Scrap Markets Look to be Steady for June
#1 Busheling / Hot Rolled Spread Still Beyond Historical Trend
Scrap prices appear poised to move sideways as we look forward to the month of June, with the possible exception of prime grades (such as #1 Busheling) where demand continues to be strong and flows of prime grades are not as strong as originally projected for the month of May.
Steel Market Update has been in contact with a number of our scrap sources and we learned there have been strong export orders which have been firming up prices in the East. One east coast scrap dealer told SMU:
“It's been a little quiet but the early consensus is that market is up across the board. I think the spread between #1 Steel and shred will narrow in June (it was about $30-$35 in May). My best guess today is that June #1 will be around $415/GT, maybe as high as $425. Export grade #1 is around $405 -$410 del East Coast docks today, but I think that price will rise as exporters chase scrap to fill the boats that will come in to be loaded over the next month. European exports are trading substantially under where US cargos were booked over the last few weeks. But US exporters are ok with that and will likely wait to sell until the next round of Turkish buying.
Shred could be up $10-$15/GT back to $445 - $450 come June. Shred feed flows have slowed from April. Some shredders are raising prices already in anticipation of higher June prices, but most are staying put for now.
The word about prime grades is that they will be tighter come June, up maybe $10-$20.”
While a large national scrap dealer told SMU:
“The scrap market, particularly on shred and cuts seems content to hold firm in June. Supplies and flows are adequate while the recent export activity appears to have shored up pricing. On the prime scrap front however, flows are off slightly while demand remains firm. While the flat roll pricing is waning, increasingly expectations are that any decline in steel prices will not necessarily push down prime scrap prices proportionately. Clearly, metal spreads have been beyond historic levels and when compared to pig iron and imported primes, domestic prompt scrap is a relative bargain today. Finally, scrap and steel inventories are continuing to be managed closely resulting in a taught supply change where neither buyers nor sellers are in a position to say “no” for too long.”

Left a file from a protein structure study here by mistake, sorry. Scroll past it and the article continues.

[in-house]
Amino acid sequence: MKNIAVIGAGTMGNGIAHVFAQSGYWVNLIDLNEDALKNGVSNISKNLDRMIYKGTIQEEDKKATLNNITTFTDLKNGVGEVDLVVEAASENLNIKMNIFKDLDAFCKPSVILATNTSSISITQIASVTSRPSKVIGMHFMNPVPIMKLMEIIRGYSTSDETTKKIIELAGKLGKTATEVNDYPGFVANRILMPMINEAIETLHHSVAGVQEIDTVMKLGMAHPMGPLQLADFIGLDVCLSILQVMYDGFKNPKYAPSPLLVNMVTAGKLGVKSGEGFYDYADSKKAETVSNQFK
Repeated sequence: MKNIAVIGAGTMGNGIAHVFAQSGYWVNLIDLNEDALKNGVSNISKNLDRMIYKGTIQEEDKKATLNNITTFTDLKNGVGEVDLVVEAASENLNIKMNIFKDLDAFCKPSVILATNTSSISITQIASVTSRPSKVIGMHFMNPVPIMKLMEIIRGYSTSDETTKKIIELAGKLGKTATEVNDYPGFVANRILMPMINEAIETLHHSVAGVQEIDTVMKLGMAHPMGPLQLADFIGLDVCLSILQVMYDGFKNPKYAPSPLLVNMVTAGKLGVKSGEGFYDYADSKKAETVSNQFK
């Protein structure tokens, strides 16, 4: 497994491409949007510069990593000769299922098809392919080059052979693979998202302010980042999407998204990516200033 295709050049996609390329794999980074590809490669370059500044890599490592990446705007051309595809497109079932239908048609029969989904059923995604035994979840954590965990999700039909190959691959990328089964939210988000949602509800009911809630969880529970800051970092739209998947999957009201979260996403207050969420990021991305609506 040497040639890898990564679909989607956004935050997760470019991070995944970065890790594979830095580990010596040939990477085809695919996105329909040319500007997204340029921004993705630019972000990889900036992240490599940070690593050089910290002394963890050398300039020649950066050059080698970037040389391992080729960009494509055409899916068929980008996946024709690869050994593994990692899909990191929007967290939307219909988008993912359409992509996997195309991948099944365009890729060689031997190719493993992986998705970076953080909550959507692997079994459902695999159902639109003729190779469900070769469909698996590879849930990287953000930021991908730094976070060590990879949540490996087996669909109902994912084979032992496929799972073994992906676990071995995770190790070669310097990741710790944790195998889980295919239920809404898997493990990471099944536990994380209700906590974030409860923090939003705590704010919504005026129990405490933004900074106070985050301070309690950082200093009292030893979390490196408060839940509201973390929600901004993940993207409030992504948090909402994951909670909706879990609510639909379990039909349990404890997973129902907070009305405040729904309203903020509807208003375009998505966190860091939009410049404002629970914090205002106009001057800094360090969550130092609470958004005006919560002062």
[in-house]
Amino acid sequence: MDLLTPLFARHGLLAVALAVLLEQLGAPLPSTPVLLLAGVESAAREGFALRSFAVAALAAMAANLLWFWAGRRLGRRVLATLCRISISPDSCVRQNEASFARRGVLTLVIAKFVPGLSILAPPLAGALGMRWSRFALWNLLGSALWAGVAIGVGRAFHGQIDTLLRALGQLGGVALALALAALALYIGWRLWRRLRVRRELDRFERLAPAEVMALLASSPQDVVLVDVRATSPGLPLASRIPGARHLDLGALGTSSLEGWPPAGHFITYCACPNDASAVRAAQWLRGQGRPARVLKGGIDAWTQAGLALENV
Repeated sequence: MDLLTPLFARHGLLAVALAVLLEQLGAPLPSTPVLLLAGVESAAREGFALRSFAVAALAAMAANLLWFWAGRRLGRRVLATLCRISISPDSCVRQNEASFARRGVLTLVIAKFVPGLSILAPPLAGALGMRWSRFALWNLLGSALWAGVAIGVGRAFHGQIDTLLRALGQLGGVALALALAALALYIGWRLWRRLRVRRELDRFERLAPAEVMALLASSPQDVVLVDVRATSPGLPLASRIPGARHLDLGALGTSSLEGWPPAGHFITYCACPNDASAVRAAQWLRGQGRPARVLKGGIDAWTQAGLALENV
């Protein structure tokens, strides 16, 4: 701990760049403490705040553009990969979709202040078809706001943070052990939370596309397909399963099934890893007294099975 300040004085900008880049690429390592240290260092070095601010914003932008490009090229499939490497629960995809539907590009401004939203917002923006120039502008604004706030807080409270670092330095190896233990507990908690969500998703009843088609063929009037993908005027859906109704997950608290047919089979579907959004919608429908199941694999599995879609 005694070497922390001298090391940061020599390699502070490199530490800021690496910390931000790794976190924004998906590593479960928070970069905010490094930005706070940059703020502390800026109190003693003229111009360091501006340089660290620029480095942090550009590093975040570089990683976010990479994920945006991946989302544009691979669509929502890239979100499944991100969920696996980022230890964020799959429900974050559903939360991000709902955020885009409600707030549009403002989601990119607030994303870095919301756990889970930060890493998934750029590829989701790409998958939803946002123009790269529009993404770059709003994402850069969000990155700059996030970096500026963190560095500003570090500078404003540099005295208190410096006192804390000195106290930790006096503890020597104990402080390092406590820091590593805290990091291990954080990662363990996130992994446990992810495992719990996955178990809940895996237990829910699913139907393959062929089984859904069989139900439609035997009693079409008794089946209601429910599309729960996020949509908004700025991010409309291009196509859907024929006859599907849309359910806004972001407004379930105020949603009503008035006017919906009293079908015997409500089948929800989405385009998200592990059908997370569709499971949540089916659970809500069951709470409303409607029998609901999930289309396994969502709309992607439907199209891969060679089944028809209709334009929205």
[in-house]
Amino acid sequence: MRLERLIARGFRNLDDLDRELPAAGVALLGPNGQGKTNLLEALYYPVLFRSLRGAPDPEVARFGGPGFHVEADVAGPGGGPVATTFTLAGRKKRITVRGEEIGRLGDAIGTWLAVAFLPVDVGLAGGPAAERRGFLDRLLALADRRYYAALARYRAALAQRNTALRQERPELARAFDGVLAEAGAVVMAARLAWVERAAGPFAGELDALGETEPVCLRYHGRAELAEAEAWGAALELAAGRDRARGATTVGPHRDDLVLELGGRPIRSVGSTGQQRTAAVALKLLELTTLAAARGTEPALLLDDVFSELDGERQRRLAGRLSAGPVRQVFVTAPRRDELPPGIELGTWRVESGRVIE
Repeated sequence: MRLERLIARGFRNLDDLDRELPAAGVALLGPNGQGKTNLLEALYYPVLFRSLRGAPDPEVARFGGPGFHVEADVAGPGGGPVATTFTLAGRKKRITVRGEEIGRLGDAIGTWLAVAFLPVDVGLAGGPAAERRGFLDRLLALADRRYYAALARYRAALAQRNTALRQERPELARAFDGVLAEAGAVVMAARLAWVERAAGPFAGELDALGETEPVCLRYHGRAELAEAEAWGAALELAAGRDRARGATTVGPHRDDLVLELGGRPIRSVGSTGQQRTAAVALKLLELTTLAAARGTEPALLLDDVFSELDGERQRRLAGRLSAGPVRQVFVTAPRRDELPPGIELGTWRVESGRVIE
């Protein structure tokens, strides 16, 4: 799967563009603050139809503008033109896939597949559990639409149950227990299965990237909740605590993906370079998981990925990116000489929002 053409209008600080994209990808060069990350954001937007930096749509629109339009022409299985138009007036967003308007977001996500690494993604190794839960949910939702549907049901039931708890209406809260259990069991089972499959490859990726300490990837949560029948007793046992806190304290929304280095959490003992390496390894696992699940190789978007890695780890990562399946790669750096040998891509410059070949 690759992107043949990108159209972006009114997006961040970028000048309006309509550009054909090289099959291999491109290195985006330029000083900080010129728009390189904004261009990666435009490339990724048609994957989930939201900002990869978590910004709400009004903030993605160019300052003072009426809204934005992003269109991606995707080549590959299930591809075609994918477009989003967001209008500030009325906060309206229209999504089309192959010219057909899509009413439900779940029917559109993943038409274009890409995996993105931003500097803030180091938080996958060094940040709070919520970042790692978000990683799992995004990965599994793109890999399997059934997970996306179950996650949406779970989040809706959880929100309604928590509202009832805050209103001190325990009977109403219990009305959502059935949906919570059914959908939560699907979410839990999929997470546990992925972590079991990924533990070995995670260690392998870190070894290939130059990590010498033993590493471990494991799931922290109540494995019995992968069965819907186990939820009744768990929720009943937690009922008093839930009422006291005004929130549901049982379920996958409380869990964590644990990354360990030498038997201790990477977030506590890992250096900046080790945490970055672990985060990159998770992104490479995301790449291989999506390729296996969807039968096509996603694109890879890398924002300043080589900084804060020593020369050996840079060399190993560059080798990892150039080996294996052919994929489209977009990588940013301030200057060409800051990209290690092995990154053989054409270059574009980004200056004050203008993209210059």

SMU thought the comment made by the scrap dealer regarding traditional spreads between prime grades of scrap (such as #1 busheling and prime bundles) continue to be beyond normal spreads. SMU has referenced comments made by SDI CEO Keith Busse who uses an approximate $150 per ton calculation between prime grades of scrap and finished hot band cost (cost not selling prices). As you can see by the Birmingham Futures graph below, the spread between #1 Busheling and CRU hot band prices was pushed beyond normal limits and thus the correction we have in steel prices (with little movement in scrap prices) is only a return to more reasonable spreads between the two products.
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